Rice is one of the kitniot mentioned earliest, even in the Talmud (apparently Pesachim 35a, 114b). They establish that rice is not chametz and this is codified later (e.g. Mishna Berura 453, 5). The mishna berura even contains the sentence “Even if a person kneads rice flour and the like with steaming hot water and covers it with cloths until it expands like leavened dough, this does not mean that the rice dough has become leavened, but that it has decayed, and it is therefore permitted to be eaten on Pesach.”
Rice seems to be best known kitniot (actually, what is the singular of kitniot?), it is the one example that can be found on virtually all the web pages that contain the word "kitniot". Many people envy sefardim because they can eat rice – actually that is not true, most sefardim do not eat rice (only Tunesian my contacts say, but I haven’t verified that claim). The sefardim who eat rice should examine every grain to be sure it is not chametz – are you sure you still envy them?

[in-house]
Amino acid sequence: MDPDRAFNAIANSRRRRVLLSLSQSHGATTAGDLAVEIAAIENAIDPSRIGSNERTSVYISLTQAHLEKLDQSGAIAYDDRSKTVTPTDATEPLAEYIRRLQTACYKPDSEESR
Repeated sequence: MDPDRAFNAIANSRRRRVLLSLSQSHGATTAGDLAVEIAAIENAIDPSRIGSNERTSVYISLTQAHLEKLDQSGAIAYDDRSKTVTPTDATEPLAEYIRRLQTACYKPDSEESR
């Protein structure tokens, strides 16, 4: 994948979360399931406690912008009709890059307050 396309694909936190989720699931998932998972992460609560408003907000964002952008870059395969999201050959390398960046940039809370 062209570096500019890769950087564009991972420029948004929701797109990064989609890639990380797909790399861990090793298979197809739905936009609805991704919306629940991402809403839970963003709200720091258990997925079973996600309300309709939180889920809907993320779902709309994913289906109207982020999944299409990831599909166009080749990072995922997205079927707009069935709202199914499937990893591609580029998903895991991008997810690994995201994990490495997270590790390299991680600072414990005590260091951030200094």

- Danger of chametz traces: Apparently a concern seems to be rice enriched with vitamins that contain chametz (Source: OU)
- Danger of confusion with chametz (raw): I would have told you no way somebody confuses raw rice with grains, but after seeing the above picture I stand corrected.
- Danger of confusion with chametz (processed): Rice flour looks like chametz flour. Rice dishes don’t really, maybe some of these unusual varieties might.
- Botanical categorization: Cereal grain
- Known in 13th century: Yes.
- Verdict: Kitniot.
Rice photo (c) IRRI